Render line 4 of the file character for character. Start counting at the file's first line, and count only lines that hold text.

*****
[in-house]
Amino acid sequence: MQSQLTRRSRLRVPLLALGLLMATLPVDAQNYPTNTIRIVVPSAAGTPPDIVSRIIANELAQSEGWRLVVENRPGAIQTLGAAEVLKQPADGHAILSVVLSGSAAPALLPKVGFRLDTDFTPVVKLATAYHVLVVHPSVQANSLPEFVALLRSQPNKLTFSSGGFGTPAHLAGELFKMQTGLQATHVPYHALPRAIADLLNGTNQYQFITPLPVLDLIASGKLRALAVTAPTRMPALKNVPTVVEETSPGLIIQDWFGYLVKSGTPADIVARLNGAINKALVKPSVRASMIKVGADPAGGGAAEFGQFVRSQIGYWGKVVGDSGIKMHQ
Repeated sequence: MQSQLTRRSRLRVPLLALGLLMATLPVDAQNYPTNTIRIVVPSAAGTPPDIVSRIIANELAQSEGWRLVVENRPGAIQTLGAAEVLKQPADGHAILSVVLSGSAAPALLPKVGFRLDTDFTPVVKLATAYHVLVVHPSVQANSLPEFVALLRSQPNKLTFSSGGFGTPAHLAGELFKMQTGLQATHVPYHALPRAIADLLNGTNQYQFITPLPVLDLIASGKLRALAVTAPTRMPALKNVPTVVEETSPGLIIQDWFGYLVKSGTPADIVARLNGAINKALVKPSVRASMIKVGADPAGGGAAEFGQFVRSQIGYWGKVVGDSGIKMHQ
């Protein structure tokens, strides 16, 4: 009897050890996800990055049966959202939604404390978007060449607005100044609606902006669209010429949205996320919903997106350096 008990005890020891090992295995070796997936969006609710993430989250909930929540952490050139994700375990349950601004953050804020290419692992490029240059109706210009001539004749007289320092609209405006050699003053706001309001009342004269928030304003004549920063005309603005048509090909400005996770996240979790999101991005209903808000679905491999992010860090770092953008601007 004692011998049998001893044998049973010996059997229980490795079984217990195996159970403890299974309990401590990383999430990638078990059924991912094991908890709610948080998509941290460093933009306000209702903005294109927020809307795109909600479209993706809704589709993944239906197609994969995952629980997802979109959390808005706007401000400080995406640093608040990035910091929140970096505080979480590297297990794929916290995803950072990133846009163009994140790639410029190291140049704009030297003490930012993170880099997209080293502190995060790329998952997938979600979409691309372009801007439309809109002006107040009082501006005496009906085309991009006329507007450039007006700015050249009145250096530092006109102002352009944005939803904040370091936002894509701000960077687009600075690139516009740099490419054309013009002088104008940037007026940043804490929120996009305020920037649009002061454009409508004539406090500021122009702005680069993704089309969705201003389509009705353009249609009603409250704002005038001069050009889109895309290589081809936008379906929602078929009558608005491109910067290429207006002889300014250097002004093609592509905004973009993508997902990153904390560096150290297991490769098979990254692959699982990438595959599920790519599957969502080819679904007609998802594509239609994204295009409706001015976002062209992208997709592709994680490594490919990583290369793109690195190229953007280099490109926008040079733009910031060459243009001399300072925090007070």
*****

């Protein structure tokens, strides 16, 4: 009897050890996800990055049966959202939604404390978007060449607005100044609606902006669209010429949205996320919903997106350096 008990005890020891090992295995070796997936969006609710993430989250909930929540952490050139994700375990349950601004953050804020290419692992490029240059109706210009001539004749007289320092609209405006050699003053706001309001009342004269928030304003004549920063005309603005048509090909400005996770996240979790999101991005209903808000679905491999992010860090770092953008601007 004692011998049998001893044998049973010996059997229980490795079984217990195996159970403890299974309990401590990383999430990638078990059924991912094991908890709610948080998509941290460093933009306000209702903005294109927020809307795109909600479209993706809704589709993944239906197609994969995952629980997802979109959390808005706007401000400080995406640093608040990035910091929140970096505080979480590297297990794929916290995803950072990133846009163009994140790639410029190291140049704009030297003490930012993170880099997209080293502190995060790329998952997938979600979409691309372009801007439309809109002006107040009082501006005496009906085309991009006329507007450039007006700015050249009145250096530092006109102002352009944005939803904040370091936002894509701000960077687009600075690139516009740099490419054309013009002088104008940037007026940043804490929120996009305020920037649009002061454009409508004539406090500021122009702005680069993704089309969705201003389509009705353009249609009603409250704002005038001069050009889109895309290589081809936008379906929602078929009558608005491109910067290429207006002889300014250097002004093609592509905004973009993508997902990153904390560096150290297991490769098979990254692959699982990438595959599920790519599957969502080819679904007609998802594509239609994204295009409706001015976002062209992208997709592709994680490594490919990583290369793109690195190229953007280099490109926008040079733009910031060459243009001399300072925090007070």